First, payers and TPAs need to ask the right question. “Self-service or managed services?” is not the right question. The right question is “How can I achieve a holistic member communication strategy?” They need to think about the effect they want to have on member experience and how that aligns with the unique needs of their business. And then ultimately, they need to consider their core competencies and how to invest resources to achieve this vision.

With that in mind, some payers may consider a combined approach. Many organizations find a middle ground between an in-house and outsourced managed integration. This selection of approach is not a one size fits all model and it can evolve with the organization. We recommend considering strategy, resources, and technology to decide on the best approach for you.

Regardless of which option payers choose, the important thing is to have the tools and resources in place to streamline workflows, scale, and stay organized.

To figure out what those tools are, it’s important to start by setting goals. While challenges and items of importance will vary based on size, situation, and role (TPA), most organizations share the following goals:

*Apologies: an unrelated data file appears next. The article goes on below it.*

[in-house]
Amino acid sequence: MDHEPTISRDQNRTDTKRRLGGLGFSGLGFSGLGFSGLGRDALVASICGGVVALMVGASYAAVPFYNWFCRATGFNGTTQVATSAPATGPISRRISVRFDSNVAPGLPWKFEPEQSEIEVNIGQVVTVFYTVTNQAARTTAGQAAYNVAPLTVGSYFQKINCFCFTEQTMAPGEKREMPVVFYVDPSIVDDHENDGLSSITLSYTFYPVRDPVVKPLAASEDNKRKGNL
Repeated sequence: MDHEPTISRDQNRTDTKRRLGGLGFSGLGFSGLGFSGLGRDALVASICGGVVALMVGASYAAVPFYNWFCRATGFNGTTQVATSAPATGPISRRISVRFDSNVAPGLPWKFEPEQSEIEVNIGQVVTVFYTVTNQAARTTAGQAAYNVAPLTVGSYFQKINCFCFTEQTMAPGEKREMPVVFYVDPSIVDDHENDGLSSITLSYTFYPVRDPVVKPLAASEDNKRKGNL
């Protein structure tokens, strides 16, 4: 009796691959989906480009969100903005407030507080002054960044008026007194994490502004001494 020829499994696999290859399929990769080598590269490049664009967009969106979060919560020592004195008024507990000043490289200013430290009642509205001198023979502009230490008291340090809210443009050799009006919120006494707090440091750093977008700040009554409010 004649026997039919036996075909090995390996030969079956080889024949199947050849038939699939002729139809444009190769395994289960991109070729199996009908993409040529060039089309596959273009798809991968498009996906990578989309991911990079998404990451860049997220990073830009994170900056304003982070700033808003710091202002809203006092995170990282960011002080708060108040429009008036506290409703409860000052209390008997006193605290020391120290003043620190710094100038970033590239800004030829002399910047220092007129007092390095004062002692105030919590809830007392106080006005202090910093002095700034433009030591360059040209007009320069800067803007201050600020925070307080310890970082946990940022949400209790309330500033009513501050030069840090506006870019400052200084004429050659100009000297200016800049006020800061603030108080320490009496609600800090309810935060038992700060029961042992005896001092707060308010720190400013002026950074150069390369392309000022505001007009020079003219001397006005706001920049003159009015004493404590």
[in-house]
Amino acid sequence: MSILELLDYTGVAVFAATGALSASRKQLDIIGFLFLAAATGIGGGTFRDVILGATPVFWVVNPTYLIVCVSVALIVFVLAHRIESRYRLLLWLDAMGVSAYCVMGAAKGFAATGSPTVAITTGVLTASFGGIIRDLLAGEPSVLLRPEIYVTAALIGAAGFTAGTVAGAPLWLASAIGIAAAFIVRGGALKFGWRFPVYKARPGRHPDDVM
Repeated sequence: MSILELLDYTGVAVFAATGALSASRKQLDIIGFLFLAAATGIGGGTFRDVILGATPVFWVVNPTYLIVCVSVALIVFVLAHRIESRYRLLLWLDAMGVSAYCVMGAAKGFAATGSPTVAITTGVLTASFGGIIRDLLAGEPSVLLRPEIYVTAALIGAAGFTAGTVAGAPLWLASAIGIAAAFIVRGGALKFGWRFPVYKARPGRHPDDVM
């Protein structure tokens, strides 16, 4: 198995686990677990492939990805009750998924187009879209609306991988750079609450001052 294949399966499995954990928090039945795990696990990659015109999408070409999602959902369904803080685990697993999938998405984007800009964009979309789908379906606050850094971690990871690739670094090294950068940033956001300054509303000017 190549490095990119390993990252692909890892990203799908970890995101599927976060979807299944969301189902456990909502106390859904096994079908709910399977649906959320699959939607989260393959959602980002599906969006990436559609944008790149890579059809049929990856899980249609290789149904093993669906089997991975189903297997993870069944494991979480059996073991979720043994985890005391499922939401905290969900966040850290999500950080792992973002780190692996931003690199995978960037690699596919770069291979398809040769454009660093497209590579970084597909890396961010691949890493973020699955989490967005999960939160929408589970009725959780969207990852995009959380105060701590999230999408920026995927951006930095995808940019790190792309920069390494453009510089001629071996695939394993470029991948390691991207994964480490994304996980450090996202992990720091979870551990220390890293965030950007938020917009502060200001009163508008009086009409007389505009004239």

• Engage with members in their healthcare journey to improve outcomes
  • Grow and maintain plan membership
  • Drive costs down and improve operational efficiencies
  • Ensure operational compliance

Aligned with these goals, Change Healthcare offers seven different modules and supports the in-house, managed-services, and combined models outlined above to help payers address their needs through the full spectrum of healthcare communications.

Stay true to your story

Composing and managing member communications can get incredibly complex. Not only must payers and TPAs manage a vast-and-continuously-changing library of member communications, but they also need to make sure each piece stays synchronized within a complex ecosystem. Managing multiple vendors and disparate workflows only adds to the challenge for Payers and TPAs.

When exploring healthcare solutions, payers shouldn’t allow themselves to get caught up in a fantasy. Instead, they should stay focused on the mission and make sure the organization has the tools, resources, and expertise required to accomplish the short-term objectives without sacrificing the long-term vision. For payers exploring a fully integrated healthcare communication solution, a fairy tale ending is possible, but the plot has to be based on reality.